Location: Plant, Soil and Nutrition ResearchTitle: Evidence for network evolution in an arabidopsis interactome map) Author
|Ruxandra Carvunis, Anne|
Submitted to: Science
Publication Type: Peer Reviewed Journal
Publication Acceptance Date: 7/15/2011
Publication Date: 7/29/2011
Citation: Matija, D., Ruxandra Carvunis, A., Charloteaux, B., Galli, M., Pevzner, S.J., Tasan, M., Stein, J., Spooner, W., Ware, D., Braun, P., Ecker, J.R., Hill, D.E., Roth, F.P., Vidal, M. 2011. Evidence for network evolution in an arabidopsis interactome map. Science. 333(6042):601-607. Interpretive Summary: In order to understand how proteins work together to bring about cellular functions, ~2,700 proteins of Arabidopsis thaliana were tested for the ability to interact with one-another using a yeast two-hybrid assay. From thousands of observed interactions many signaling networks were deduced. The evolution of protein-protein interaction networks was examined by comparing how many interactions are shared between proteins derived from duplicated genes (paralogs). The paralogs were dated using a phylogenetic approach. It was observed that gene duplication results in rapid divergence in function and rewiring of protein-protein interaction networks. Over time this process stabilizes as the rate of functional divergences slows down. This study dramatically increases the number of proteins for which interactions are known and provides a valuable resource for understanding gene function.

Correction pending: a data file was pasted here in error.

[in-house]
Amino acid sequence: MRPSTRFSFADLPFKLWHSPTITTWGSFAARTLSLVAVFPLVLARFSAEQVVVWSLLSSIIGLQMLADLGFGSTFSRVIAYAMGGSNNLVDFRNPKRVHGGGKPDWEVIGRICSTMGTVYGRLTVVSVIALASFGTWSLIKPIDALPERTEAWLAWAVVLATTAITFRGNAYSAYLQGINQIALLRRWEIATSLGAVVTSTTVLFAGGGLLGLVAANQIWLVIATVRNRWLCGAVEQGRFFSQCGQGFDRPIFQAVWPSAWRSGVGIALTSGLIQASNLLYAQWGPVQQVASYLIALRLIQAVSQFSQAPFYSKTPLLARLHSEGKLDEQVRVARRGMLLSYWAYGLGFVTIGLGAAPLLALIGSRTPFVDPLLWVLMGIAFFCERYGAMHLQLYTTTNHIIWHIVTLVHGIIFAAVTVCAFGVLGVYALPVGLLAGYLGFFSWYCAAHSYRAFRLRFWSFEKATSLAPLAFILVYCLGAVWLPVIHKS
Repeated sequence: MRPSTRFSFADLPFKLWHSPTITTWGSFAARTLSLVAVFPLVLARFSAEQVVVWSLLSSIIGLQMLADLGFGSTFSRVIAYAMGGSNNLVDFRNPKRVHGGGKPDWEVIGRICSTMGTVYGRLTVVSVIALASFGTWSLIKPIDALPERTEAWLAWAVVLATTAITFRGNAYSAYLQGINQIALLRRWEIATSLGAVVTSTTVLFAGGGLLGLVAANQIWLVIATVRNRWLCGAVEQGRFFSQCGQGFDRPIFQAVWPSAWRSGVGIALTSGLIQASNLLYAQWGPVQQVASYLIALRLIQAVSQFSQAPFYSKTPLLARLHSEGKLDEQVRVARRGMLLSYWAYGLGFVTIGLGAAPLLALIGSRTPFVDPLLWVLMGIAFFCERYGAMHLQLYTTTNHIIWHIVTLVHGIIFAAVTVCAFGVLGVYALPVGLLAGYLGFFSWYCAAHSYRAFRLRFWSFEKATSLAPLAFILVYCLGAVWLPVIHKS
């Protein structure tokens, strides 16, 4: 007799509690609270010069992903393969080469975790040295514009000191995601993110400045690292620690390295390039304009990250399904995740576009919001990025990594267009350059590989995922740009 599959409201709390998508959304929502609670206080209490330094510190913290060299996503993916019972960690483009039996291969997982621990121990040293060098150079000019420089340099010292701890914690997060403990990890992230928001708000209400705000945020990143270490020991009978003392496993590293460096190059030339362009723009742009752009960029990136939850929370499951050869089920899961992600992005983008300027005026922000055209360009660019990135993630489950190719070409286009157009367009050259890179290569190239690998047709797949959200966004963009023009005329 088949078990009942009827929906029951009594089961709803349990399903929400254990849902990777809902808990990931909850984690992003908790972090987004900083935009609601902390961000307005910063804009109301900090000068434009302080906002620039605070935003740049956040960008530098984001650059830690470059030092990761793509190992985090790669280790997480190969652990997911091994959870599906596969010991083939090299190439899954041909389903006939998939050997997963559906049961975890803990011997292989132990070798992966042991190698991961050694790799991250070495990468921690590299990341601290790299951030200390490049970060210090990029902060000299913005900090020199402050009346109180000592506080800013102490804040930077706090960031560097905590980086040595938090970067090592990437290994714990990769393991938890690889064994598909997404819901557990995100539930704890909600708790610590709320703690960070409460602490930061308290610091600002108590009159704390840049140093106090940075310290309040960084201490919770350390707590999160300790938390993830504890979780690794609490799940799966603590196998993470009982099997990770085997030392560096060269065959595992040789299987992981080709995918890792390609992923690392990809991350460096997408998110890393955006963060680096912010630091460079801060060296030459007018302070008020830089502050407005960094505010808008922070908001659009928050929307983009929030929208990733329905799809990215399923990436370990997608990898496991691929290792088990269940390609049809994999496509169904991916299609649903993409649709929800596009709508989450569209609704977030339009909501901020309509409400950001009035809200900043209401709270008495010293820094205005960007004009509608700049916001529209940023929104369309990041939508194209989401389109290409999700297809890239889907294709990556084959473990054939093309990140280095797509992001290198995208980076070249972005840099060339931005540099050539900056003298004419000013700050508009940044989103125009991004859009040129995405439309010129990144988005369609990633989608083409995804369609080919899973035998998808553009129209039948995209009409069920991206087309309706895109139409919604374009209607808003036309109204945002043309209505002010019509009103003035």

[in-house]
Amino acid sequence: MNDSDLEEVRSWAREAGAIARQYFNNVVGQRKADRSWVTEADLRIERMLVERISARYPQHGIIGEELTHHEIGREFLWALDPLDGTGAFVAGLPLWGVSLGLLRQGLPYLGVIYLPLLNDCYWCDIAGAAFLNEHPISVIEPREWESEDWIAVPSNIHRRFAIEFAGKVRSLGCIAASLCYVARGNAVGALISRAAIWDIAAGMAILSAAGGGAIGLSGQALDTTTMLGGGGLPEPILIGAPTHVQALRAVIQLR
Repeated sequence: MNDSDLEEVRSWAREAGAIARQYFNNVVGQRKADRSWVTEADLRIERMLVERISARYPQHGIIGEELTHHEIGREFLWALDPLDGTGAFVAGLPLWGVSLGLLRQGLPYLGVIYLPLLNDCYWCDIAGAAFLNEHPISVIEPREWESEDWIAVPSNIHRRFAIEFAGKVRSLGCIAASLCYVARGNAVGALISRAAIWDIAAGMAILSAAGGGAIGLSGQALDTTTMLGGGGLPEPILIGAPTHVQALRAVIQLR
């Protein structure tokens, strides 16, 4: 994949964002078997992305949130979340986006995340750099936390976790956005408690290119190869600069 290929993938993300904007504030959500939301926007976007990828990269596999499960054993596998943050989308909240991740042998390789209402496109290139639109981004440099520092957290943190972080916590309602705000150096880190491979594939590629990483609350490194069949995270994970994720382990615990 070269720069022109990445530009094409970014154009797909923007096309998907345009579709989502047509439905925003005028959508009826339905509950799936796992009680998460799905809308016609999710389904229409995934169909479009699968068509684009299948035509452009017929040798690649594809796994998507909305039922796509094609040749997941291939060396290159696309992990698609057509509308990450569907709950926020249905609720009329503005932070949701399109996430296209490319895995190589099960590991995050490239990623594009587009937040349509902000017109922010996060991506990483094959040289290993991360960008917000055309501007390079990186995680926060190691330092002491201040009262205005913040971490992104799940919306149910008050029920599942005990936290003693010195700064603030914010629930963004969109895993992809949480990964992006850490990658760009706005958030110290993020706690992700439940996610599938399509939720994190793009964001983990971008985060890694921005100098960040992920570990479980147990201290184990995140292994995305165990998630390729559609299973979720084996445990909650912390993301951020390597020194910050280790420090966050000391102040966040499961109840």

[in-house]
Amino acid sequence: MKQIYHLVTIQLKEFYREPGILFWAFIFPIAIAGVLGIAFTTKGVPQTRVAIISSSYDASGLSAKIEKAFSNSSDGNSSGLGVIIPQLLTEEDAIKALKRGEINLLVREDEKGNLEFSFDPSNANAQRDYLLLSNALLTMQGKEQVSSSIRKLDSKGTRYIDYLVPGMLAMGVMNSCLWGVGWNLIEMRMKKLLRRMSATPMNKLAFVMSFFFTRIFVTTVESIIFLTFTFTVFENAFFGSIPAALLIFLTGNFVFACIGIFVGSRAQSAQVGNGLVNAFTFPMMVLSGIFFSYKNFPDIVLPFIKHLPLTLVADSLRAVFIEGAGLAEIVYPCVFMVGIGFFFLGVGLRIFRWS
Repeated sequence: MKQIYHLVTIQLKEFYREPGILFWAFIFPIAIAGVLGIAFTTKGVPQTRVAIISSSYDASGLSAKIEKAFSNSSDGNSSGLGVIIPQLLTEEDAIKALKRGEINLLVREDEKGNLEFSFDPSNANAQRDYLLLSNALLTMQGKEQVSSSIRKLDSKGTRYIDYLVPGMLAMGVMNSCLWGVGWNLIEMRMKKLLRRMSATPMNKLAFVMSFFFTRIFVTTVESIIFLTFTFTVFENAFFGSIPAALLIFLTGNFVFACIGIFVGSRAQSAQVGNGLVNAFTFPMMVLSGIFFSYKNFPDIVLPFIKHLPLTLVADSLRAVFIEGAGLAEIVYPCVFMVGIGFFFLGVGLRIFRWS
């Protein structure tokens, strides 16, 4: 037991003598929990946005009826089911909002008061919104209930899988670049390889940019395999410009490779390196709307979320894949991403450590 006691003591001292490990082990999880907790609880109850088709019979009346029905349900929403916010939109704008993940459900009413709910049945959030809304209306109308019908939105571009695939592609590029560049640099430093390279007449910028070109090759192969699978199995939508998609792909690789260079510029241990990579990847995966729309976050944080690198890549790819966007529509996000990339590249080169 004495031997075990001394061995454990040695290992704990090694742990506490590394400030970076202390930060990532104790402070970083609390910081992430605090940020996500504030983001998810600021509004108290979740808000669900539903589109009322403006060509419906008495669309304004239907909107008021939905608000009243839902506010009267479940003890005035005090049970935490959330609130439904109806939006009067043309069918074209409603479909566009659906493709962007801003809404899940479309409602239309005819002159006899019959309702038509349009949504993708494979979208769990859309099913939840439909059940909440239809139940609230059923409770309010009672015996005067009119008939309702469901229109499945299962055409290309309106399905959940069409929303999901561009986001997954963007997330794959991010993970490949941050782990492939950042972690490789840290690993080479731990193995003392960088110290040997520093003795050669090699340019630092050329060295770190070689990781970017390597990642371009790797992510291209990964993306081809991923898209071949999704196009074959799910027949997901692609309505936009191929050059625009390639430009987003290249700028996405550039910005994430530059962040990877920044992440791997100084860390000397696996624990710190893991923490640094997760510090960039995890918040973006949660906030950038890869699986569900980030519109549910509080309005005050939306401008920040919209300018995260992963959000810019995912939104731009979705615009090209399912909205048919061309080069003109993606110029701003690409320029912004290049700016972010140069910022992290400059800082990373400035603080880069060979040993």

Technical Abstract: Plants have unique features that evolved in response to their environments and ecosystems. A full account of the complex cellular networks that underlie plant-specific functions is still missing. We describe a proteome-wide binary protein-protein interaction map for the interactome network of the plant Arabidopsis thaliana containing ~6,200 highly reliable interactions between ~2,700 proteins. A global organization of plant biological processes emerges from community analyses of the resulting network, together with large numbers of novel hypothetical functional links between proteins and pathways. We observe a dynamic rewiring of interactions following gene duplication events, providing evidence for a model of evolution acting upon interactome networks. This and future plant interactome maps should facilitate systems approaches to better understand plant biology and improve crops.